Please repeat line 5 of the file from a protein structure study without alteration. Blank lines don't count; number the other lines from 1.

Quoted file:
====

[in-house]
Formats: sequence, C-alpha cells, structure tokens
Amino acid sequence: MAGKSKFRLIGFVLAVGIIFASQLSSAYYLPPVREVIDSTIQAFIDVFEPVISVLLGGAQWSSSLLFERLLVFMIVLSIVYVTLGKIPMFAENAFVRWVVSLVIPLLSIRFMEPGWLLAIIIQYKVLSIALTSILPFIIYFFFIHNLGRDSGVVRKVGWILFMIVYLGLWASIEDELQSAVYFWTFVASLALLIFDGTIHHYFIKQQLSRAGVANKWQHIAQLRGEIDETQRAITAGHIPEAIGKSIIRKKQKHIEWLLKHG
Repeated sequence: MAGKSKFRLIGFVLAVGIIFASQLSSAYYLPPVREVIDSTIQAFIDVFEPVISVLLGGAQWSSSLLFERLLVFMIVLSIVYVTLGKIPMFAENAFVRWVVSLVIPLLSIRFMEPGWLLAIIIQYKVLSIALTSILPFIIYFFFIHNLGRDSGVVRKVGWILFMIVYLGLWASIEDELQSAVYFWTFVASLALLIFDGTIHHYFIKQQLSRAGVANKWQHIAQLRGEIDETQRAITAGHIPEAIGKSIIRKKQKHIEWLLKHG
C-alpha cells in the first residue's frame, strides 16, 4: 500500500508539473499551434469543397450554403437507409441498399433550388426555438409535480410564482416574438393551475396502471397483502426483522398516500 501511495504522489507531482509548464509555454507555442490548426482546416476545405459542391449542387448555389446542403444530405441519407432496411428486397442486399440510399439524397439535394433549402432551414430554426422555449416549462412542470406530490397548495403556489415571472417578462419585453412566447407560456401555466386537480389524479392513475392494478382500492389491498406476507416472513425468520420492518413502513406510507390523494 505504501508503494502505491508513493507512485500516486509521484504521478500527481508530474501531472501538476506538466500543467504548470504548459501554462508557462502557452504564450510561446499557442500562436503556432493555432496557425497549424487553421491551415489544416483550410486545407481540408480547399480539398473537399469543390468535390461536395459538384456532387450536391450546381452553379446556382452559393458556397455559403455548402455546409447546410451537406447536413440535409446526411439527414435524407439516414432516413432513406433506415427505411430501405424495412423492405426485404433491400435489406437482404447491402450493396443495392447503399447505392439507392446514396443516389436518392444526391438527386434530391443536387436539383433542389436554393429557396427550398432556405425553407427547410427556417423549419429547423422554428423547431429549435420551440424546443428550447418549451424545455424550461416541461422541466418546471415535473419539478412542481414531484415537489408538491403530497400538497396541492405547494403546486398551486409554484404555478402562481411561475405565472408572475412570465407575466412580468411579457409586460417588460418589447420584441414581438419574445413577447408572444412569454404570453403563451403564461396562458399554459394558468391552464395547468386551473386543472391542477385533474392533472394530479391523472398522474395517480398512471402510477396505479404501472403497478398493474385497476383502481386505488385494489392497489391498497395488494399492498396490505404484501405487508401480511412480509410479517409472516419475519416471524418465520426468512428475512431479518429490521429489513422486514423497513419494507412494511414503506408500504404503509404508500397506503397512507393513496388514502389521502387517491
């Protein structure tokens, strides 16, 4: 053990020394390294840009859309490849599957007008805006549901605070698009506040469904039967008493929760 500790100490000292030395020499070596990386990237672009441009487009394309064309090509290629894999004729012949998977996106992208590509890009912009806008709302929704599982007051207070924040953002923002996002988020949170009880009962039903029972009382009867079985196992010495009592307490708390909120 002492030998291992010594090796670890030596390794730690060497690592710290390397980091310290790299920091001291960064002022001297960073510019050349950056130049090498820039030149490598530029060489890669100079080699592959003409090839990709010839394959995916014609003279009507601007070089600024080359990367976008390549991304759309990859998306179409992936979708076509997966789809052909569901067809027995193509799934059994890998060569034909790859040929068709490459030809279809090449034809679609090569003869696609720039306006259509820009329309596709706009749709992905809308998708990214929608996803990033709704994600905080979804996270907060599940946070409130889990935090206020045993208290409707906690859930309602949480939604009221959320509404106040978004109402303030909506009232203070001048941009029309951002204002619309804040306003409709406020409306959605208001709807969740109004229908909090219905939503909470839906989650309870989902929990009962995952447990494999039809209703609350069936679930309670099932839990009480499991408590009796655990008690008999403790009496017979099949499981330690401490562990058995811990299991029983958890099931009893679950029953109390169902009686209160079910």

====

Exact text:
C-alpha cells in the first residue's frame, strides 16, 4: 500500500508539473499551434469543397450554403437507409441498399433550388426555438409535480410564482416574438393551475396502471397483502426483522398516500 501511495504522489507531482509548464509555454507555442490548426482546416476545405459542391449542387448555389446542403444530405441519407432496411428486397442486399440510399439524397439535394433549402432551414430554426422555449416549462412542470406530490397548495403556489415571472417578462419585453412566447407560456401555466386537480389524479392513475392494478382500492389491498406476507416472513425468520420492518413502513406510507390523494 505504501508503494502505491508513493507512485500516486509521484504521478500527481508530474501531472501538476506538466500543467504548470504548459501554462508557462502557452504564450510561446499557442500562436503556432493555432496557425497549424487553421491551415489544416483550410486545407481540408480547399480539398473537399469543390468535390461536395459538384456532387450536391450546381452553379446556382452559393458556397455559403455548402455546409447546410451537406447536413440535409446526411439527414435524407439516414432516413432513406433506415427505411430501405424495412423492405426485404433491400435489406437482404447491402450493396443495392447503399447505392439507392446514396443516389436518392444526391438527386434530391443536387436539383433542389436554393429557396427550398432556405425553407427547410427556417423549419429547423422554428423547431429549435420551440424546443428550447418549451424545455424550461416541461422541466418546471415535473419539478412542481414531484415537489408538491403530497400538497396541492405547494403546486398551486409554484404555478402562481411561475405565472408572475412570465407575466412580468411579457409586460417588460418589447420584441414581438419574445413577447408572444412569454404570453403563451403564461396562458399554459394558468391552464395547468386551473386543472391542477385533474392533472394530479391523472398522474395517480398512471402510477396505479404501472403497478398493474385497476383502481386505488385494489392497489391498497395488494399492498396490505404484501405487508401480511412480509410479517409472516419475519416471524418465520426468512428475512431479518429490521429489513422486514423497513419494507412494511414503506408500504404503509404508500397506503397512507393513496388514502389521502387517491